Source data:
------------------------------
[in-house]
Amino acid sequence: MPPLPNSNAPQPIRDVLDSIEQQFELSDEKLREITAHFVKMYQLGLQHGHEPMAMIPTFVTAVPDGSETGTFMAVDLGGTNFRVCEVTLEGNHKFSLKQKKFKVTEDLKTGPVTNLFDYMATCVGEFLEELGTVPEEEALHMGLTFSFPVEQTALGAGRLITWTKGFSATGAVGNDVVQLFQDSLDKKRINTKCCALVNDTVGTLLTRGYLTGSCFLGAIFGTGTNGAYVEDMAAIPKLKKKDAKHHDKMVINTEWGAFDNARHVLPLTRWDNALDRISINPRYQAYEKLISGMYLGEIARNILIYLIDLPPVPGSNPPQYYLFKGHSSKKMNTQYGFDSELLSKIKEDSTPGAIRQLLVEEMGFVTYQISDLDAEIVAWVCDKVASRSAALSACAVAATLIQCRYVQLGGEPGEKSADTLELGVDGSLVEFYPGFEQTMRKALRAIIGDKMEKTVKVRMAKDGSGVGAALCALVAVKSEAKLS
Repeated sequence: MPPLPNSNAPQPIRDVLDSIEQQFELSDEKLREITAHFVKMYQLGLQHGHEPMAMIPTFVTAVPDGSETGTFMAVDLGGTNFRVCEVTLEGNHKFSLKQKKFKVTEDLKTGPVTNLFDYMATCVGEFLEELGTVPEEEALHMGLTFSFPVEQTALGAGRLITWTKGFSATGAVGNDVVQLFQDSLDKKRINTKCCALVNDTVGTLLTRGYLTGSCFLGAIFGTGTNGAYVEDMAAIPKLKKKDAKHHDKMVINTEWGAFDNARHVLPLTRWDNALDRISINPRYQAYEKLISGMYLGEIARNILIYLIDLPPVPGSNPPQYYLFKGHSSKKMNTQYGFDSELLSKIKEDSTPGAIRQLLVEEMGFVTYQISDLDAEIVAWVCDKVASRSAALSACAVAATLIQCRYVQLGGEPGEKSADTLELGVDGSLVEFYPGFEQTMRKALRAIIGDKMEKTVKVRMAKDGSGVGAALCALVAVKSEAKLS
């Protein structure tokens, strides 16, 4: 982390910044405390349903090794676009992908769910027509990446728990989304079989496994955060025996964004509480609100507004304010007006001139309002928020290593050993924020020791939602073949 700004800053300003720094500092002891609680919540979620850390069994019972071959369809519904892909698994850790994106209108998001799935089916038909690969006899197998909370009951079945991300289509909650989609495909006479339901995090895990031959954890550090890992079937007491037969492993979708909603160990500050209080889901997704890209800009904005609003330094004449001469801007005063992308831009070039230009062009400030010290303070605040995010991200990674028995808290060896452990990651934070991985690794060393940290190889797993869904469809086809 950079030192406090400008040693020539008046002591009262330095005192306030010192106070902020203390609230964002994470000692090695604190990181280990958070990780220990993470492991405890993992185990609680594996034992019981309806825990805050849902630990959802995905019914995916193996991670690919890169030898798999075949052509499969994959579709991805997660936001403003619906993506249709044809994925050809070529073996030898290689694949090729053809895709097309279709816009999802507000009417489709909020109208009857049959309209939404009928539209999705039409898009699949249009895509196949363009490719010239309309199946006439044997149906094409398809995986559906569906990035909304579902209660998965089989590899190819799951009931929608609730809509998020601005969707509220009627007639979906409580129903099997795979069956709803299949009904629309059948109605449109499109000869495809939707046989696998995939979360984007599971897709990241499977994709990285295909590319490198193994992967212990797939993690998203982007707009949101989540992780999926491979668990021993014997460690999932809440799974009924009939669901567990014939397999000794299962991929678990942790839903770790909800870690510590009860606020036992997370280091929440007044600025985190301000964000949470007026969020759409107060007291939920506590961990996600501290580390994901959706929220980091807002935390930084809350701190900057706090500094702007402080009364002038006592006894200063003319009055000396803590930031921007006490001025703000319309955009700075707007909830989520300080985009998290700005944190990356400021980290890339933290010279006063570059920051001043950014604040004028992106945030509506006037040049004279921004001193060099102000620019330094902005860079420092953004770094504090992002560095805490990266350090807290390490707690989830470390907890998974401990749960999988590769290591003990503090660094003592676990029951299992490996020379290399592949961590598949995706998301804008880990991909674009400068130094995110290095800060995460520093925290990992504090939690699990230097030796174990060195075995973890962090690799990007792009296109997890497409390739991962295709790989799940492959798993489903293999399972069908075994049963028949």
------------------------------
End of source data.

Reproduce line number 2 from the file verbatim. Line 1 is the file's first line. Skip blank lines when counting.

Amino acid sequence: MPPLPNSNAPQPIRDVLDSIEQQFELSDEKLREITAHFVKMYQLGLQHGHEPMAMIPTFVTAVPDGSETGTFMAVDLGGTNFRVCEVTLEGNHKFSLKQKKFKVTEDLKTGPVTNLFDYMATCVGEFLEELGTVPEEEALHMGLTFSFPVEQTALGAGRLITWTKGFSATGAVGNDVVQLFQDSLDKKRINTKCCALVNDTVGTLLTRGYLTGSCFLGAIFGTGTNGAYVEDMAAIPKLKKKDAKHHDKMVINTEWGAFDNARHVLPLTRWDNALDRISINPRYQAYEKLISGMYLGEIARNILIYLIDLPPVPGSNPPQYYLFKGHSSKKMNTQYGFDSELLSKIKEDSTPGAIRQLLVEEMGFVTYQISDLDAEIVAWVCDKVASRSAALSACAVAATLIQCRYVQLGGEPGEKSADTLELGVDGSLVEFYPGFEQTMRKALRAIIGDKMEKTVKVRMAKDGSGVGAALCALVAVKSEAKLS